Mudslide640
A search and rescue worker stands in the middle of debris from a house Tuesday. (AP Photo/Ted S. Warren)

More bodies found in Oso mudslide, death toll expected to keep climbing

  • Search teams recovered two more bodies and located eight others Tuesday, bringing the official death toll to 16, with at least 24 believed dead.
  • Mountain Loop Highway will reportedly reopen by 1 p.m. Wednesday.

Search teams scouring the mudslide debris field Tuesday in Oso recovered two more bodies and located eight more, officials said late Tuesday.

The official death toll now stands at 16, but is expected to increase Wednesday.

"We're going to stick with the number of 16 right now until those others are located and brought back to the medical examiner," said Snohomish Fire District 21 Chief Travis Hots.

While the outlook for finding any survivors grows increasingly grim, Hots insisted crews were still considering their mission a rescue as well as recovery.

"We haven't lost hope that there's a possibility that we could find somebody alive in some pocket area," he said.

The number of missing persons reports remained 176 for a second straight day as officials continued trying to compile a more accurate list. Three Snohomish County sheriff's deputies with expertise in missing persons cases have been brought in to assist in determining the actual number of those missing.

Many of the 176 names are believed to be duplicates. "We know that the community was approximately 200. And we also know that it was Saturday morning and a lot of people were home. And (State Route) 530 is a question that we all have. What's under 530 at this point? So we don't know the number, but we're pretty confident it's lower than (176.) But that's the number that we're working with," said John Pennington, Director of Snohomish County Emergency Management

A 50-member National Guard Search and Extraction Team and FEMA urban search and rescue team arrived to help aid the search Tuesday.

Officials have also called in the Washington State Mortuary Assistance Team.

"There's a point at which you bring them in and that point is now," said Pennington.

The Darrington Fire Department says about 60 civilian volunteers showed up Tuesday morning to help with the mudslide search and rescue operation.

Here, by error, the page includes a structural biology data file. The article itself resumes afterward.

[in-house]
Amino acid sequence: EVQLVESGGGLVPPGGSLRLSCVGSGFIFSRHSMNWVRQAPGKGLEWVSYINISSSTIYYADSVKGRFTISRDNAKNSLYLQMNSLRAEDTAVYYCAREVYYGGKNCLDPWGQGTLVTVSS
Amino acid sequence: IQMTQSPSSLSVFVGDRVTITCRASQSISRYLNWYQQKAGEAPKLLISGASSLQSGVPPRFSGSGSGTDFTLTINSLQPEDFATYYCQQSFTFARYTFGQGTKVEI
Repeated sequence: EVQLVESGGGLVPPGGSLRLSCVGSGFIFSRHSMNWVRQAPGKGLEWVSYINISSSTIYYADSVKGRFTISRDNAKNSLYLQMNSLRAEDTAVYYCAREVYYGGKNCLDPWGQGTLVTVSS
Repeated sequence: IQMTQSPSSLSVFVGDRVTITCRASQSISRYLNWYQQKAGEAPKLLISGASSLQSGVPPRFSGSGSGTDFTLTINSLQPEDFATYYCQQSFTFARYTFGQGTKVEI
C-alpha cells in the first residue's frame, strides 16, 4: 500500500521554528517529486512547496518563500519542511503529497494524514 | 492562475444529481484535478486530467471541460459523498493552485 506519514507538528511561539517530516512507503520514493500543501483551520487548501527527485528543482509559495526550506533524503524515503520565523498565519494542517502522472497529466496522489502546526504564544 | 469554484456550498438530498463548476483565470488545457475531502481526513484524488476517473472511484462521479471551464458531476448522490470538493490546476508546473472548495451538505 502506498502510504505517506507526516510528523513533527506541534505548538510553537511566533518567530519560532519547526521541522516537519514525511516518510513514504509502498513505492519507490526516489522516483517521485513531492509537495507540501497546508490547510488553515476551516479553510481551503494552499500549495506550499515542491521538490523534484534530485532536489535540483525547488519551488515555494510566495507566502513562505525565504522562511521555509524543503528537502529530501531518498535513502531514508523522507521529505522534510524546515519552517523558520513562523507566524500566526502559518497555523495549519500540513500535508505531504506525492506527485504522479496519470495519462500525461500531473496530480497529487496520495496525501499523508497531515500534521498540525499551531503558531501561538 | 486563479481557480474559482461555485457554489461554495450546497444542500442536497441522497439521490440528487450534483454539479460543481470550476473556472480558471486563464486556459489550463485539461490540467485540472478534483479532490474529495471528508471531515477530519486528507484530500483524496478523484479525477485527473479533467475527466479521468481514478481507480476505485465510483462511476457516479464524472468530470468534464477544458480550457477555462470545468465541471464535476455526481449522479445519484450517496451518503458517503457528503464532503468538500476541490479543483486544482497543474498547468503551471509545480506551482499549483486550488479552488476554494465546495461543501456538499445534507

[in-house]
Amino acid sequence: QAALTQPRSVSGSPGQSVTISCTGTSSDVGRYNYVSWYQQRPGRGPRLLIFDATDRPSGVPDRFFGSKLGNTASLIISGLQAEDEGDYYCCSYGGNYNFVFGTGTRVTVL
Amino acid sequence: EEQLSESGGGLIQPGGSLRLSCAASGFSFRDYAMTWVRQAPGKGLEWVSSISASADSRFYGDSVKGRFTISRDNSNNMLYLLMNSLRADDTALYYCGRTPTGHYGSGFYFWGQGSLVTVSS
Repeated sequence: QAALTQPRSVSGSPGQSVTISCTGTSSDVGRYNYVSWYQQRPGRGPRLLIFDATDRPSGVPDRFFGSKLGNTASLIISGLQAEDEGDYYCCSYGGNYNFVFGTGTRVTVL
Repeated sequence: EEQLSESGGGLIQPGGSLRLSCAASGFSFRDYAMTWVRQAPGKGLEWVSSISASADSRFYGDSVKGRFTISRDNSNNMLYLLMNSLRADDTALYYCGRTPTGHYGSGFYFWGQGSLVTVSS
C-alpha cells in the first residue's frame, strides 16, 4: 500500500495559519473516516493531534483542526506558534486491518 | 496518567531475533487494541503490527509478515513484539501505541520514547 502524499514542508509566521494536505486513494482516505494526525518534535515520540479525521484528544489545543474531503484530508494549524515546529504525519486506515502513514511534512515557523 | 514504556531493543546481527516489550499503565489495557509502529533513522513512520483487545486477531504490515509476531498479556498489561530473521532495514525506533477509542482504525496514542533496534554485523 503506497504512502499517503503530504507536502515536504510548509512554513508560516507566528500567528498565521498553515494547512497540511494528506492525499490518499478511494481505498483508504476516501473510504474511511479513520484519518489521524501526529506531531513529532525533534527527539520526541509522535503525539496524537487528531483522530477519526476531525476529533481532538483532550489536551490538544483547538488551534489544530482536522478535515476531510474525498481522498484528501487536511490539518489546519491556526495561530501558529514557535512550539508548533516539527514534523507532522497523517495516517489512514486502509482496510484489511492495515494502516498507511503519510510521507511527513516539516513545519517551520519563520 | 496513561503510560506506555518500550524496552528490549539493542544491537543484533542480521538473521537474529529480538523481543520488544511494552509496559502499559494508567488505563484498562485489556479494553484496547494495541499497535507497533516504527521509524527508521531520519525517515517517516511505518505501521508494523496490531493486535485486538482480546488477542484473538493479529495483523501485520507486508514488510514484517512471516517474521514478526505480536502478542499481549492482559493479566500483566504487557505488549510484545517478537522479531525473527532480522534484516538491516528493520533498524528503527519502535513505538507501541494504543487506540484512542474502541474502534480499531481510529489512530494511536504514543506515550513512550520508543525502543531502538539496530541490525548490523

Hots said people searching on their own are not in their communication system and cannot receive updated information about the mudslide, putting themselves at risk.

Volunteer spokeswoman Cindy White said they won't be able to accept any more volunteers Tuesday.

A number of people continued their own search for their loved ones throughout Monday.

Difficult Conditions

Heavy rains hampered Tuesday's effort, as approximately 200 responders slogged through the massive debris field now being called "the pile," Hots said.

"It's almost like walking on ice out there," he said. "It's just slow tedious work."

Hots said he was again overwhelmed by the power and scale of the destruction, seeing the remnants of cars shredded into tiny pieces.

"What we're finding is these vehicles are twisted and tore up into pieces...it is just amazing the magnitude and the force that this slide has created and what this has done."

Hots said the dangerous conditions including deep pools of water under debris forced rescuers to curtail operations until Wednesday morning. But he said over 200 responders will resume full-scale operations at first light.

"We're going at it full steam ahead to get everybody out there that's missing," he said.

Community Support

Officials announced the creation of a special family assistance center at an undisclosed location in the Arlington area for those who've lost someone in the mudslide.

"This family assistance center is about unifying and bringing together the information for those that are in that grieving process and helping them directly and with extraordinary privacy," Pennington said.

Pennington also announced the establishment of a 24-hour crisis line at 800-584-3578 for anyone touched by the tragedy to get professional help in dealing with the massive tragedy.